Netflix’s Bridgerton Season 2 just dropped. At the stroke of 1:30 pm (IST), the Sharma family pulled over in their carriage and into our hearts, and transported us back into the dreamy, almost surreal world of balls and all things beautiful we’ve come to call ‘Shondaland ‘. And balls there are plenty, one way or another.
Shonda Rhimes sticks firmly to her pursuit of shattering stereotypes, this time bringing an Indian family from Bombay (Mumbai), Maharashtra into London’s elite society. The void that Regé-Jean Page’s (Simon Basset, Duke of Hastings) absence created – in terms of representation – was filled up quite well by the presence of Simone Ashley as Kate Sharma. Together with Chaithra Chandran as Edwina, her sister de ella, and Shelly Conn as Mary, their mother de ella, they ‘get off the ship’-a metaphor used pragmatically in the series-and walk right into Lady Danbury’s home. Adjoa Andoh obviously reprises her role as the razor-tongued Lady Danbury. They bring with them secrets to further the plot, as well as a sharp contrast to the previous lead pair’s coy-girl flamboyant-man combination. More on that later.
But Kate Sharma is not the ‘diamond’ this ton season, her younger sister Edwina Sharma is. Kate simply wants her beloved younger sibling to find a suitable match in an Englishman of nobility, one that’s tied together with love, admiration and mutual respect. As for her de ella, she wants to head back to India, and live alone as a governess. Perhaps a much-needed hint to the audience lest they fall too hard for her, as they did for Regé, only to be disappointed later if she doesn’t return for Season 3. If Bridgerton’s history tells us anything, that’s what will happen.
But while Kate may not return, Lady Whistledown certainly does. Season 1 finale had already revealed Penelope Featherington as London’s most-loved most-hated gossip writer, but let’s just say this revelation will only add to poor Pen’s woes. Yes, Colin Bridgerton returns from his travels from him, but Pen’s from her love life does n’t seem as sunny as the sunshine-yellow gowns her from Mumma from her, Lady Portia Featherington, still makes her wear.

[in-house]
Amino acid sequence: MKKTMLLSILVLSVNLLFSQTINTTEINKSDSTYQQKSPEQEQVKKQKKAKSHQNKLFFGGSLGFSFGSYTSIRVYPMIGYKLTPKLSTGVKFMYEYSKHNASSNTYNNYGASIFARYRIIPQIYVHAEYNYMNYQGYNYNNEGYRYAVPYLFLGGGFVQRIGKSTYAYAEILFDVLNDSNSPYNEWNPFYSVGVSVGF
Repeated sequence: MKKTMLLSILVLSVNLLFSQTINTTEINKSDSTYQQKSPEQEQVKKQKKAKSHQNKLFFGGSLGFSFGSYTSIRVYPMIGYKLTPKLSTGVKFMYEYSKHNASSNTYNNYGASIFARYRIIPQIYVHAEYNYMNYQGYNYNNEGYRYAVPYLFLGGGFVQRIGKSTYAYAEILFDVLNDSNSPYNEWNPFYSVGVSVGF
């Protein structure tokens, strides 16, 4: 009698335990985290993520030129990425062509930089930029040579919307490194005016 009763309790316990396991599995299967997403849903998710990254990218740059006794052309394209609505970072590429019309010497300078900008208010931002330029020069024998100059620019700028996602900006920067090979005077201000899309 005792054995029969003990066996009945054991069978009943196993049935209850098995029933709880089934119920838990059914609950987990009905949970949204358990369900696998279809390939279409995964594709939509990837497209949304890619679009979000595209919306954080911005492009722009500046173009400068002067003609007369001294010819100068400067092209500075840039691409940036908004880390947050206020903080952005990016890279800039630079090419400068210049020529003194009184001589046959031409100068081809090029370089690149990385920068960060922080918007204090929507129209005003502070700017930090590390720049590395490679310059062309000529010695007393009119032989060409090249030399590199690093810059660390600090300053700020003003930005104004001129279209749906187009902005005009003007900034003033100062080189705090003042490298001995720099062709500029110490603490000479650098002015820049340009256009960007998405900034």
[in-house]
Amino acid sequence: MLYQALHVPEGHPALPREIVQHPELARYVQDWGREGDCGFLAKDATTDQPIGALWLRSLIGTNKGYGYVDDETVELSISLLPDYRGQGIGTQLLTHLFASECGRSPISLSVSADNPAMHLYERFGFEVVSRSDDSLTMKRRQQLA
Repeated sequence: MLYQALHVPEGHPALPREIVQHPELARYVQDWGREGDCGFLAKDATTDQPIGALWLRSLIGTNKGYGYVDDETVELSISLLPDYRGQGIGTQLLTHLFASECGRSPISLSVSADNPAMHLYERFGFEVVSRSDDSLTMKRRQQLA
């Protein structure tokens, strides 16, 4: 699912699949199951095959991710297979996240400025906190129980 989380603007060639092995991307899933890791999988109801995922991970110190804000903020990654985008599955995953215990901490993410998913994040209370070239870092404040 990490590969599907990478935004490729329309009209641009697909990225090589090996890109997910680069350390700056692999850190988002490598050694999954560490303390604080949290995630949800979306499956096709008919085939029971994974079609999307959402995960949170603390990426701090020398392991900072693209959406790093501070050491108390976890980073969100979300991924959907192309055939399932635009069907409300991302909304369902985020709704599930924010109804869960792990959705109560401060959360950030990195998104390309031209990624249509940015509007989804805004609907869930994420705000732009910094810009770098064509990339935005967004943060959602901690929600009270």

Where Bridgerton Season 2, not so much as differs as it evolves from Season 1, is in its women characters. Credit, of course, goes to Julia Quinn’s impeccable source material. Kate is nothing like Daphne Bridgerton (Phoebe Dynevor). And Jonathan Bailey’s Anthony Bridgerton is not a shadow of the Duke of Hastings either. Even the attempt to marry has shifted genders-Anthony wants a wife because it’s his duty from him, unlike the Duke of Season yore, while Kate is invested in the ‘rich men wooing comely young ladies’ game only for her sister from her. She’s rather happy to be considered ‘older’ at 26 because that means fewer suitors.
So Anthony tries to woe this season’s ‘diamond’, Edwina, while Kate does everything in her power to stop this match for she firmly believes he isn’t a good one. And thus he starts a repartee that’s most enjoyable for the audience.
Their bickering chemistry, however, could burst open the stable gates! Banter is something we saw in the first season, but this is different. It has more teeth, more pull, more Elizabeth Bennet-Mr Fitswilliam Darcy.
The new season of Bridgerton is also more analytical, more inclined towards giving us backstories of the old and new characters, perhaps in a way to establish a real connection. A sharp improvement from Season 1, where the audience found out why the Duke is the way he is a little too late, resulting in his arc of him looking more like a plunge.
Eloise Bridgerton furthers this season’s ‘women with minds’ approach as she attends her debutante ball. Ella she’s a trailblazer, we already knew that. And this time she will turn over a new printed leaf to unmask Lady Whistledown, blissfully unaware it is Pen. Golda Rosheuvel’s Queen Charlotte has a new shade, a softer one at that, and once you look away from her haww-inducing hairdos of her, she becomes quite relatable. Another strong woman with a mind of her own.
If Bridgerton is Jane Austen with sex for you, you could be disappointed, though. There’s much, much less of that, and certainly little of lust as well. There’s some of Anthony mooning us, and one where he almost goes frontal, but that’s that. The focus, this time, is entirely on story and character, and arcs, and we don’t know about you, but we’re not complaining.
Interspersed with popular songs tailored for this 19th century parallel world, like Madonna’s Materiel Girl or Rihanna’s Diamond or even Kabhi Khushi Kabhie Gham (wait for Episode 6 for this one to appear), Bridgerton 2, we dare say, was better than the first. Yes, the Duke of Hastings was missed, but we’re Kate Sharma converts now.
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